Although the media are paying a lot of attention to the possibility of tax hikes for transportation, the consensus among political insiders is that there is very little traction for a deal involving how we address the huge problem of California’s deteriorating roads and highways.
There are obvious reasons for this, and one reason that isn’t so obvious.
We should first note that the Democrats and Republicans in the Legislature – and Gov. Jerry Brown himself – are sensitive to the complaints of California drivers that our roads are in terrible shape. Lengthy commutes and potholes the size of Rhode Island have citizens up in arms. If anything should attract a bipartisan response, this should be it.
But Republicans and Democrats are millions of vehicle miles apart on any solution. Why?
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First, Republicans have a natural aversion to tax hikes. California already has the highest income tax and state sales tax rates in America, and its gas tax is fourth highest. They rightfully ask: Why should we further burden California’s struggling middle class?
Second, we are told we have a budget surplus of at least $6 billion. Why, then, should we not do what Brown’s father, Pat Brown, did and dedicate existing general fund revenue for road construction and maintenance? Third, California’s level of waste, fraud and abuse when it comes to transportation spending is as legendary as it is shameful. Fourth, California is not even dedicating earmarked transportation dollars for transportation. Until that changes, Republicans will be in no mood for tax hikes.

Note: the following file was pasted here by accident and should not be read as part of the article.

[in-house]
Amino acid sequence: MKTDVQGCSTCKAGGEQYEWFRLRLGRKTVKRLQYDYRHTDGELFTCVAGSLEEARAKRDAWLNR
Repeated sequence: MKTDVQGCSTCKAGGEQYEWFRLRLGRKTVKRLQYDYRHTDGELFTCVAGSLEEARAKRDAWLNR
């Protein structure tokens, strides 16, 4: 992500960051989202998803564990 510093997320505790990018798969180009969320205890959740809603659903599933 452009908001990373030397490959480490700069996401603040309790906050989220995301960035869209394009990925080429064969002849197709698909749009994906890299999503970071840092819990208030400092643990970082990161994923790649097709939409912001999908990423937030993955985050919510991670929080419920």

But underneath the surface of this impasse is another reason Republicans and Democrats aren’t even having serious discussions: Democrats don’t keep their promises. For Republican legislators who were around in 2009 and 2010, the failure of Democrats to fulfill a major promise on a spending limit measure still burns fresh in their memories.
Here’s what happened: In 2009, Republicans and Democrats agreed to balance the state budget, with Republicans supporting significant increases to the state’s income, sales and car taxes, and Democrats putting before voters in June 2012 an initiative limiting state spending increases and increasing the state’s rainy-day fund.
But on the last day of the session, in an 11th-hour “gut and amend” maneuver, Democrats passed a union-backed bill to delay the initiative until November 2014. Instead, that spending-limit proposal never made it on the ballot. Ever.
So there you have it. Even if Democrats agree to dedicate transportation dollars to transportation, agree to a long-needed overhaul of the California Department of Transportation and agree to reforms in environmental regulations that place insurmountable hurdles to any significant transportation project, that agreement would be essentially worthless.
Republicans are too smart to agree to tax hikes that can’t be repealed in exchange for needed reforms in transportation policy that will be repealed or altered within months of enactment. In the words of The Who: “Won’t Get Fooled Again.”
Jon Coupal is president of the Howard Jarvis Taxpayers Association.